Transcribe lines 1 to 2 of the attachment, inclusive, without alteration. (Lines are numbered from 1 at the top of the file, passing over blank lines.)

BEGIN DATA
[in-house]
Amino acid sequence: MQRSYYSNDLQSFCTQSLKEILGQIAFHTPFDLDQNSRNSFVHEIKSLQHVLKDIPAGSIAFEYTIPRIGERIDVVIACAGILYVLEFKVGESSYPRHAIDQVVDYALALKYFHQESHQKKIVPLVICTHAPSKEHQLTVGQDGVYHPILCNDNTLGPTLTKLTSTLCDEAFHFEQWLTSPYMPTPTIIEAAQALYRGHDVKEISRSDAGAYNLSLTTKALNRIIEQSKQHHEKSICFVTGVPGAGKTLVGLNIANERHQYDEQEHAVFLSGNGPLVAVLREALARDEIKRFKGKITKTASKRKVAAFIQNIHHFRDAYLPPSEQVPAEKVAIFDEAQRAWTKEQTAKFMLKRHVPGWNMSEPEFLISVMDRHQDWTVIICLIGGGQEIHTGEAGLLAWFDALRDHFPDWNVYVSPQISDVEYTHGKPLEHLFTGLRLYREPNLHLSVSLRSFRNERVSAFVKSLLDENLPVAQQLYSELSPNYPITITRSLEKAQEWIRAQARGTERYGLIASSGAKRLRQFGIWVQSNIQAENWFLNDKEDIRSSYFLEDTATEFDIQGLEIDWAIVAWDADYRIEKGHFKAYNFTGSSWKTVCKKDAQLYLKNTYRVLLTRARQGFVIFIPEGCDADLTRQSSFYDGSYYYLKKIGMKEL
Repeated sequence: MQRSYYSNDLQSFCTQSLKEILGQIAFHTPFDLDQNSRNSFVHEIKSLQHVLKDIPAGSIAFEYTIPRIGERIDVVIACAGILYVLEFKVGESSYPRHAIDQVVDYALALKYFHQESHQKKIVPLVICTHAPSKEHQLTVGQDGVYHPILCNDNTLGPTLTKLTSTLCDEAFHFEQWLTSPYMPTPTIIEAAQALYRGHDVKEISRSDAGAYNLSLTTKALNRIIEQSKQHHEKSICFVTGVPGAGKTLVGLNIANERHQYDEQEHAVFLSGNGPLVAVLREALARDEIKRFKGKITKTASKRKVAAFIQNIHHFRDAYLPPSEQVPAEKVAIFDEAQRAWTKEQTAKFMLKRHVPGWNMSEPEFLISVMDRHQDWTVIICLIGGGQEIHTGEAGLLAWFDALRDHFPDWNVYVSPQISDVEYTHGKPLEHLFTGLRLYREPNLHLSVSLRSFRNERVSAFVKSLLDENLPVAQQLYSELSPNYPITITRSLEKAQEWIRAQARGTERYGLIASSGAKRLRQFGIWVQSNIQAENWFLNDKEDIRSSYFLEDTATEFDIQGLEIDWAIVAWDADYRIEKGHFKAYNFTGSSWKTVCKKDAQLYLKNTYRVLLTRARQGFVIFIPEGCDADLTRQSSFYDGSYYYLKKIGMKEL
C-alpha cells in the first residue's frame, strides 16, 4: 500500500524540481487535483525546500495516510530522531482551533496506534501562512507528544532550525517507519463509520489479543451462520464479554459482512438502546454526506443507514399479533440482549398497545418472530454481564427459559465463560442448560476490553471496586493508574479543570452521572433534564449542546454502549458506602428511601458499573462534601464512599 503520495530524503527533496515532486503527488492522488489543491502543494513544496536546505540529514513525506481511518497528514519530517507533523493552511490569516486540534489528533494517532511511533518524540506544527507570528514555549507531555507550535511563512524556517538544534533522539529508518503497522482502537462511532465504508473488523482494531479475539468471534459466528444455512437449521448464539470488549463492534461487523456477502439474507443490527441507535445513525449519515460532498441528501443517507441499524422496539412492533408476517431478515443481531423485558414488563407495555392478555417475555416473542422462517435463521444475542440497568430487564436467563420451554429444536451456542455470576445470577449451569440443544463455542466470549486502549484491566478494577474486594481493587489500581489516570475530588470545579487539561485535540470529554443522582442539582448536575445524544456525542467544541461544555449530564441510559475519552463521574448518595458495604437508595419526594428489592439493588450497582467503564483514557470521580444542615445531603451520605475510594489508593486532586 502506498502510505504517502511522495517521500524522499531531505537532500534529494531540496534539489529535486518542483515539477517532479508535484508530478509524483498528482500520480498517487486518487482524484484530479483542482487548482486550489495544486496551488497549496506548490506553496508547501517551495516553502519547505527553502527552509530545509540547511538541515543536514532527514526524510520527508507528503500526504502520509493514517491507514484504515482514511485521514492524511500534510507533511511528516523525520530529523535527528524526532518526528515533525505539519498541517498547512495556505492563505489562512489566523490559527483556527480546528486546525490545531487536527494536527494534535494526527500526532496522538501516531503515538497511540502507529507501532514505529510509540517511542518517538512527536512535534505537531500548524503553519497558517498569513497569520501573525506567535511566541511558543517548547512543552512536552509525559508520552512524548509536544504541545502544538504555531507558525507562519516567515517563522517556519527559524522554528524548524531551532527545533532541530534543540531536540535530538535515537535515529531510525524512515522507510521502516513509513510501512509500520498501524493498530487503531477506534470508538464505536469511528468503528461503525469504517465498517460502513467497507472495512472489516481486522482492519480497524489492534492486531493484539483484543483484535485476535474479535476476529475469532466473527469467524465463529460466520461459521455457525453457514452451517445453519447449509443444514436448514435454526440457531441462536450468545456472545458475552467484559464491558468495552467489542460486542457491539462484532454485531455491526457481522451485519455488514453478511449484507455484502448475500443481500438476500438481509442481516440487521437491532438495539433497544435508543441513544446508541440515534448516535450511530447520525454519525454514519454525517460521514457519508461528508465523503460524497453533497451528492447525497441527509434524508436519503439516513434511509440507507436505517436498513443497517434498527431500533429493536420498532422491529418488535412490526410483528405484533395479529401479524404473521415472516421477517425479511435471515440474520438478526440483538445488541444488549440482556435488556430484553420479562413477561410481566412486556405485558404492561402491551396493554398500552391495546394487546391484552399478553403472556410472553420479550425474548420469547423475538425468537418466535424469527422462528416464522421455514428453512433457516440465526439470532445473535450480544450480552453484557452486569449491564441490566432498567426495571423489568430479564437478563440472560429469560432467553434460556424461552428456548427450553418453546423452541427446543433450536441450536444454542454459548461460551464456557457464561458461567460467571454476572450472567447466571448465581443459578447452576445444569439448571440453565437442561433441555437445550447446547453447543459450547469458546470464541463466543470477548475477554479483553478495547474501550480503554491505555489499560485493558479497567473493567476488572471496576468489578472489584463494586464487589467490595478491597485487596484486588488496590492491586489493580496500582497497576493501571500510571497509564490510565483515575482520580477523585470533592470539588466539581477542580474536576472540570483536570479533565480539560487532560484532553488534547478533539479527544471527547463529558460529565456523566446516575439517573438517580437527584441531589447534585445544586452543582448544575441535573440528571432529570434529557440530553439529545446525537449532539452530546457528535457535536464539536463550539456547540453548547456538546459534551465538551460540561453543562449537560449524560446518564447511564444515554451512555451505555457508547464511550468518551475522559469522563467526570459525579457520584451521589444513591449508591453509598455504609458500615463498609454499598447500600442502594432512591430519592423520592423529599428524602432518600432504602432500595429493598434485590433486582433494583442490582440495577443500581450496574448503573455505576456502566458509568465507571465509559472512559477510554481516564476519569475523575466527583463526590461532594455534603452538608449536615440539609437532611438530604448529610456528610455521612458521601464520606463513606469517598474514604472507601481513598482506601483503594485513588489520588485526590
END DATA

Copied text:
[in-house]
Amino acid sequence: MQRSYYSNDLQSFCTQSLKEILGQIAFHTPFDLDQNSRNSFVHEIKSLQHVLKDIPAGSIAFEYTIPRIGERIDVVIACAGILYVLEFKVGESSYPRHAIDQVVDYALALKYFHQESHQKKIVPLVICTHAPSKEHQLTVGQDGVYHPILCNDNTLGPTLTKLTSTLCDEAFHFEQWLTSPYMPTPTIIEAAQALYRGHDVKEISRSDAGAYNLSLTTKALNRIIEQSKQHHEKSICFVTGVPGAGKTLVGLNIANERHQYDEQEHAVFLSGNGPLVAVLREALARDEIKRFKGKITKTASKRKVAAFIQNIHHFRDAYLPPSEQVPAEKVAIFDEAQRAWTKEQTAKFMLKRHVPGWNMSEPEFLISVMDRHQDWTVIICLIGGGQEIHTGEAGLLAWFDALRDHFPDWNVYVSPQISDVEYTHGKPLEHLFTGLRLYREPNLHLSVSLRSFRNERVSAFVKSLLDENLPVAQQLYSELSPNYPITITRSLEKAQEWIRAQARGTERYGLIASSGAKRLRQFGIWVQSNIQAENWFLNDKEDIRSSYFLEDTATEFDIQGLEIDWAIVAWDADYRIEKGHFKAYNFTGSSWKTVCKKDAQLYLKNTYRVLLTRARQGFVIFIPEGCDADLTRQSSFYDGSYYYLKKIGMKEL